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  • Technorati: graph / links

    Indy columnist Bruce Anderson: torture their wives and children!


    by Sunny on 15th February, 2010 at 4:37 pm    

    If this The Independent now, as a newspaper supposedly holding up liberal ideals, then bring on bloody Rod Liddle - it can’t get worse.

    Bruce Anderson starts off by saying:

    Torture is revolting. A man can retain his human dignity in front of a firing squad or on the scaffold: not in a torture chamber. Torturers set out to break their victim: to take a human being and reduce him to a whimpering wreck. In so doing, they defile themselves and their society.

    There is bound to be a ‘but’ here because Anderson is the resident war-mongering neo-con, employed by (supposed) liberal-left newspapers who like to think they should be balanced. Here’s his argument:

    We and the Americans have long-established methods of intelligence co-operation, which are now even more important than they were in the Cold War. It also makes sense to work with other threatened nations, such as Pakistan, where a brave political elite is bearing a disproportionate burden, and receiving few thanks for doing so.

    Before 9/11, in front of some serious lawyers, I once argued that if there were a ticking bomb, the Government would not only have a right to use torture. It would have a duty to use torture.

    After much agonising, I have come to the conclusion that there is only one answer to Sydney’s question. Torture the wife and children. It is a disgusting idea. It is almost a tragedy that we even have to discuss it, let alone think of acting upon it. But there is nothing to be gained from refusing to face facts, in the way that the Master of the Rolls, Lord Neuburger, did last week.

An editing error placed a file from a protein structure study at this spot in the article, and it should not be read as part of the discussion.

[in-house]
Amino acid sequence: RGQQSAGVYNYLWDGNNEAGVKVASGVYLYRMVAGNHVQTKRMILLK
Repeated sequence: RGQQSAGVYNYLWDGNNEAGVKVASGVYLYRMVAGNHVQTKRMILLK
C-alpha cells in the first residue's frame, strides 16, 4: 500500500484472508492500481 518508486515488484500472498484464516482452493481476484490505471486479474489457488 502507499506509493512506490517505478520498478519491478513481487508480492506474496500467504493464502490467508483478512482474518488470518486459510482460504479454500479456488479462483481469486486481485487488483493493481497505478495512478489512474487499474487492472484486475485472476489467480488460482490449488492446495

There is a threat not only to individual lives, which is of minor importance, but to our way of life and our civilisation. Torture is revolting, but we cannot substitute aesthetics for thought.

    If I wanted this kind of balance I’d read the bible of wingnut neo-conservatism - FrontPage Magazine. I thought that kind of crap was only limited to the US, but now we’re getting it here.

    On Sunday, in the Observer, Nick Cohen was having a go at judges for the Binyam Mohammad ruling:

    Jonathan Evans, the head of MI5, added a further complication when he said that the Mohamed ruling provided a propaganda victory for our enemies. And I am sure he was right.

    Nick Cohen has earlier justified torture under certain circumstances.

    Now all Bruce Anderson needs to do is condemn Amnesty for not upholding human rights and the circle would be complete.

    [hat-tip @Naomimc]


         
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    Filed in: Civil liberties, Terrorism






    34 Comments below   |  

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    1. Milena Buyum

      RT @pickledpolitics Blog post:: Indy columnist Bruce Anderson: torture their wives and children! http://bit.ly/d4a7z0